The Alabama Institute for Deaf and Blind (AIDB) christened the Alabama Power Foundation Nursing Clinic Tuesday, a $2 million facility that improves access to modern healthcare for the students, faculty and staff at the school.
“AIDB proudly celebrates the opening of the Alabama Power Foundation Nursing Clinic and we’re so grateful for the creative energy this new facility is bringing to our Health and Clinical Services program,” said John Mascia, president of AIDB. “The health and well-being of our students has been a concern of every AIDB president since Joseph Henry Johnson, who himself was a trained medical doctor.”
Johnson established AIDB in 1858.
AIDB’s nursing clinic has been housed in the same building since 1938 and treatment for sick students was on the third floor. Mascia said a more modern, easily accessible building like they now have has been a need for decades.
Myla Calhoun, president of the Alabama Power Foundation, said the organization has supported AIDB for more than three decades.
“As we invest in the health and well-being of the students that the institute serves, it only makes sense for us to really take a look at this facility and what we could do to enhance outcomes here,” she said. “AIDB is a phenomenal bright spot for the state. I think that our involvement is an honor for us as much as anything.”
Students from AIDB presented donors with framed mementos at the dedication of the new facility. Georgia Aplin, a fifth-grade student from the Alabama School for the Blind, sang a moving rendition of “Stars Fell on Alabama” as part of the ceremony.
Calhoun said the students are the reason Alabama Power Foundation supports AIDB.
“We need these students to help Alabama reach its best potential,” she said. “We need them to be a part of the growth that the state so deserves and we know they can. We’re here to help foster that.”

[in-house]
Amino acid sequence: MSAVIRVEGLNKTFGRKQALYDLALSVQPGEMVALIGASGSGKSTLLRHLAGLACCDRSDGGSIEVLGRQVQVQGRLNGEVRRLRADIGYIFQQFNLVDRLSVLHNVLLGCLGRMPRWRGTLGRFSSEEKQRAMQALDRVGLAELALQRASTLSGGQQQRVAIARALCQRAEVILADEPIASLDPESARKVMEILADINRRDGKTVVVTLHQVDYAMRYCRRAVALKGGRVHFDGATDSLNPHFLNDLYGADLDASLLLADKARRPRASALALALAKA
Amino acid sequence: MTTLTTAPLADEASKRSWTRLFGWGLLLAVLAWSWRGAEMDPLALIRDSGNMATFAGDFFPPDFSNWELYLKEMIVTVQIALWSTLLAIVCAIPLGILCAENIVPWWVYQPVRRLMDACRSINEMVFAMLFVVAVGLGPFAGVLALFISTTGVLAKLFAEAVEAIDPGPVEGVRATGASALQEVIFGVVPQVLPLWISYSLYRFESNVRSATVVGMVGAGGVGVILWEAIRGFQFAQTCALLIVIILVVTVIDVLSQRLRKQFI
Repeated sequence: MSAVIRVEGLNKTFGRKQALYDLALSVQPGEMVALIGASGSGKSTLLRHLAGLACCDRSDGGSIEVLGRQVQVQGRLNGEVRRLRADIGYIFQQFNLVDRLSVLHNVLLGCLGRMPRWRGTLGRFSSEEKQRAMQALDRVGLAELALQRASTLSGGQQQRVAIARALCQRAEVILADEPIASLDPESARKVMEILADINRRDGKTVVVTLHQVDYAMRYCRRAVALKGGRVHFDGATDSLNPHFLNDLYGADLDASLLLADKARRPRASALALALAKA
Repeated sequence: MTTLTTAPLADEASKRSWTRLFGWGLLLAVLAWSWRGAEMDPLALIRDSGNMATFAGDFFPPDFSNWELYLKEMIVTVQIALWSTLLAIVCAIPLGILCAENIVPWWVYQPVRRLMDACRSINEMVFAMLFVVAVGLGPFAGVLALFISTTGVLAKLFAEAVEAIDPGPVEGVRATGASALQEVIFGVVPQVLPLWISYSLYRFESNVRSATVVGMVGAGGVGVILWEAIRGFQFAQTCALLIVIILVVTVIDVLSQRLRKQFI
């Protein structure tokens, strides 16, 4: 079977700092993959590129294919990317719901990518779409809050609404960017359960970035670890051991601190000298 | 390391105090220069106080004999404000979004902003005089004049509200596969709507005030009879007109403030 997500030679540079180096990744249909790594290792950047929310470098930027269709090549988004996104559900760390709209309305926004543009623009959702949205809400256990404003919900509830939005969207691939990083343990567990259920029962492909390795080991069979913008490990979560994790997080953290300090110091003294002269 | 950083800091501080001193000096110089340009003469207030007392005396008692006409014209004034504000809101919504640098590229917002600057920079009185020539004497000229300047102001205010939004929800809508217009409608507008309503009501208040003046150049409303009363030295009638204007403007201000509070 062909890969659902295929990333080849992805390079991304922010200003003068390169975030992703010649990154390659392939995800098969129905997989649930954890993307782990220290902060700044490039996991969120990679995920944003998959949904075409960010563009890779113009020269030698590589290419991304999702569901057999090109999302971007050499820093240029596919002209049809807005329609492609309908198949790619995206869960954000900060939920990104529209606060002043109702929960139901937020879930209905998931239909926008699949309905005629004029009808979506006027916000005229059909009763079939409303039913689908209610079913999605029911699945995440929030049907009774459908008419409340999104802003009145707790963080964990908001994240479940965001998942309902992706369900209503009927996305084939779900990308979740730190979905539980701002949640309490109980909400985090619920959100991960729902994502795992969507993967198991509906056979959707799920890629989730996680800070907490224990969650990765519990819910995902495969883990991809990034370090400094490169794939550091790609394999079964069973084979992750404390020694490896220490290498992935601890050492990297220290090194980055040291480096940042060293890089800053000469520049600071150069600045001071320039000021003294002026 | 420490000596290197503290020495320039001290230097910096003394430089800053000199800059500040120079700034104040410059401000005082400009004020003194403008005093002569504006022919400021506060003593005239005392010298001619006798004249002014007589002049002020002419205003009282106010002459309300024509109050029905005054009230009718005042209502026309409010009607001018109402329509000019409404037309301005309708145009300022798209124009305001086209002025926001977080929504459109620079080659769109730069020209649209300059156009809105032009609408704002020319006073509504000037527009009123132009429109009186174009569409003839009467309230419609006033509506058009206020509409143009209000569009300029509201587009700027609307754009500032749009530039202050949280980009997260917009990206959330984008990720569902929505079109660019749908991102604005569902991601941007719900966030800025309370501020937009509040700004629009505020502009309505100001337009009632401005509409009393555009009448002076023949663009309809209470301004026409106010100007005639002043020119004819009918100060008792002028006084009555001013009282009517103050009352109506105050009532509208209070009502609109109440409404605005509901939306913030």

Mascia said AIDB’s history demonstrates the need for on-campus healthcare.
Overcrowded dorms and classrooms in the winter of 1925 coupled with an influenza epidemic that gripped the school led to 90 percent of the students and nearly all the faculty contracting the flu. Of them, 20 students developed pneumonia and a teacher and five students later died.
The next year the school hired its first nurse and made on-campus care a regular part of AIDB’s mission.
Mascia cited national Individual Disabilities Education Act statistics that found 1 in 9 students with a disability will have chronic medical issues that affect their educational experience.
“AIDB considers quality health and wellness programs to be a high priority for our deaf, blind and deaf-blind students, especially those on our residential campuses,” he said.
“Our new Nursing Clinic has improved accessibility for students and improved functionality for our staff,” Mascia added. “There’s a new examination area and a more effective system for monitoring patients. Private gifts to the AIDB Foundation are making this project a reality and we are very grateful to all of our donors, and especially to our lead contributors – Alabama Power Foundation, Daniel Foundation of Alabama and East Alabama Medical Center.”
Calhoun said seeing how the foundation’s money is put to work is inspiring.
“When we get to come out and see what is happening with our dollars and how it’s leveraged and the differences that it’s making in lives, it really resonates and makes the work that we do so much more meaningful,” she said.
Karissa Twymon, director of AIDB Health and Clinical Services, said the new facility will improve the institute’s overall mission.
“We are here to ensure our students experience the best possible healthcare and, through your gifts, the new nursing clinic is truly an extraordinary shot in the arm for our program,” she said.
She said the facility, coupled with the work of nurses, will lead to the best possible outcomes.
“I salute our nursing staff today for your talent and dedication and especially for your limitless amount of caring,” Twymon said.
Tony Smoke, vice president of Alabama Power’s Eastern Division, where AIDB is based, said giving back to the community is what corporate citizens are called to do.
“Alabama is a great state and has great citizens,” he said. “Being able to be a part of the community and provide the citizens with what we’re doing to help them be better citizens and help them have a better quality of life, that’s what it’s all about.”
AIDB this year marks its 160th year of service to Alabamians with hearing and vision loss. It serves almost 25,000 deaf and blind children and adults in all 67 counties through five campuses in Talladega and a network of regional centers in Birmingham, Dothan, Huntsville, Mobile, Montgomery, Talladega, Tuscaloosa and Tuscumbia.